Greater use of Australian gaseous fuels would deliver more control over our future and budget savings, according to Gas Energy Australia.
In a pre-budget submission to the Federal Government, GEA has pointed out steps that could be taken to ensure gas can help Australia transition to a lower emissions future, while delivering energy security and supporting jobs in manufacturing.
“Our submission welcomes the Federal Government’s leadership on increasing gas supplies but also calls for more specific federal and state action because gaseous fuels are not only better for the environment, but also sustain a range of current manufacturing and future technology jobs” GEA CEO John Griffiths said.
“We welcomed the comment from Minister Frydenberg that ‘gas plays an important role as a transition fuel as we move to a lower emissions economy’ and now we want to the see the Government take policy decisions to reflect that comment.”
Mr Griffiths said gas is not only essential for reducing emissions, but it also has a vital role to play in reliably delivering power and goods to regional and remote areas.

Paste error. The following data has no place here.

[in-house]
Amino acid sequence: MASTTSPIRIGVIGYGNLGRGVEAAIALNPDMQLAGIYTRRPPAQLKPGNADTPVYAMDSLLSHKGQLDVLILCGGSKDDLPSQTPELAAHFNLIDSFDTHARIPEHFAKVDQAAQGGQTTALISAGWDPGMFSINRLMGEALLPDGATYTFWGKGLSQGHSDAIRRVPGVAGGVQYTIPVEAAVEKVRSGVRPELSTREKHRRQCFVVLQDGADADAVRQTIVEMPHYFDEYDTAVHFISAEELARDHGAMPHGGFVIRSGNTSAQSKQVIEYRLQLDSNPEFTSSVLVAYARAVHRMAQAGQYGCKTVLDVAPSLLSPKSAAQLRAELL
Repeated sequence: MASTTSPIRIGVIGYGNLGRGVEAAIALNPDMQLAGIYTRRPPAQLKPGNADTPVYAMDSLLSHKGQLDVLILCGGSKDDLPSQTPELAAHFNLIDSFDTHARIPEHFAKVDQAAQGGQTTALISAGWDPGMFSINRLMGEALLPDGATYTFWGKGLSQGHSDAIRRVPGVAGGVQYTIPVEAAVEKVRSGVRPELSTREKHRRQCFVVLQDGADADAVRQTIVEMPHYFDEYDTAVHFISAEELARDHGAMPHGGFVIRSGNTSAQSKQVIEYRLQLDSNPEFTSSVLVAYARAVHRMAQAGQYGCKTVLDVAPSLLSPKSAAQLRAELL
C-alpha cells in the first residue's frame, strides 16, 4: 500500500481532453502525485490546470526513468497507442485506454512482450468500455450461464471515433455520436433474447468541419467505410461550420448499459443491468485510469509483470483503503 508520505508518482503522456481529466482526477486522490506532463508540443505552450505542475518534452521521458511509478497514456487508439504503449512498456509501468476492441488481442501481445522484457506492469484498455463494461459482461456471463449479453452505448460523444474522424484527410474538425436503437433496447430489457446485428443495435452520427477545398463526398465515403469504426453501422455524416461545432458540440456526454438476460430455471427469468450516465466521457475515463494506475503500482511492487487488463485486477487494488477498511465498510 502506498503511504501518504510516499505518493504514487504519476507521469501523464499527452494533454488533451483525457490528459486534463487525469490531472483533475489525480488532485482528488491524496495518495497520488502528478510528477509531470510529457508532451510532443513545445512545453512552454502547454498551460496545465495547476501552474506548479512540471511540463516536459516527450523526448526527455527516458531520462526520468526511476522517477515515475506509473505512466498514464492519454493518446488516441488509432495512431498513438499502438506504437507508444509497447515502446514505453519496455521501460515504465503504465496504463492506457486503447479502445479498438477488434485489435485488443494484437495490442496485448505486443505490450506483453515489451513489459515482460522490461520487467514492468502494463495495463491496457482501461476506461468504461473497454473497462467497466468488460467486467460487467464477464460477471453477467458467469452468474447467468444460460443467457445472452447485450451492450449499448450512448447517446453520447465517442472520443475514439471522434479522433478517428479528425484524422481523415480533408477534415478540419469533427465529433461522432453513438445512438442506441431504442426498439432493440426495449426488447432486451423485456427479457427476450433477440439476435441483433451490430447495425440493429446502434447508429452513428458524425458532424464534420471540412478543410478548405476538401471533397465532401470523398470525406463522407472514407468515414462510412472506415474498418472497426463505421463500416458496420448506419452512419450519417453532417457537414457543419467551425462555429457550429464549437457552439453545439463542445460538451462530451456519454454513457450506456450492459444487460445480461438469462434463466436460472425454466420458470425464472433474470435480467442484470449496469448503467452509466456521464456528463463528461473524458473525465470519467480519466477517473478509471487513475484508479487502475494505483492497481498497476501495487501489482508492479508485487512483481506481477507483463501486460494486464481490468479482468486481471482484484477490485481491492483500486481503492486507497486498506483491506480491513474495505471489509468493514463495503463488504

“It makes no sense for Australia to be fully dependent on imported, dirtier and more expensive oil-based fuels for off-grid power generation and transport energy,” he said.
“With recent electricity disruptions and shortages in South Australia and Tasmania, now is the time for governments to act to promote diversification into other energy sources.
“And that means ensuring that all low emission technologies are included in ‘green schemes’ not just renewables so emissions can be cut and energy security restored.”
The GEA submission called for:
- All carbon abatement policies and programs to be genuinely technology neutral, rather than supporting only largely imported renewable technologies;
- Support for innovation and development of Australian low emission gas technologies;
- Strengthening of Australia’s energy security with a more diverse range of low emission energy sources, including gas as a distributed energy source which is likely to be much cheaper than the estimated $3.5 billion for new electricity network interconnectors to SA and Tasmania;
- Fulfillment of the Coalition’s commitment to restore the rate of taxation on gaseous transport fuels to no more than 50 per cent of the diesel equivalent level; and
- No cross-subsidising of fixed pipelines at significant expense to taxpayers and consumers, when virtual pipelines already exist and can do the job more cheaply.
Read the full submission here.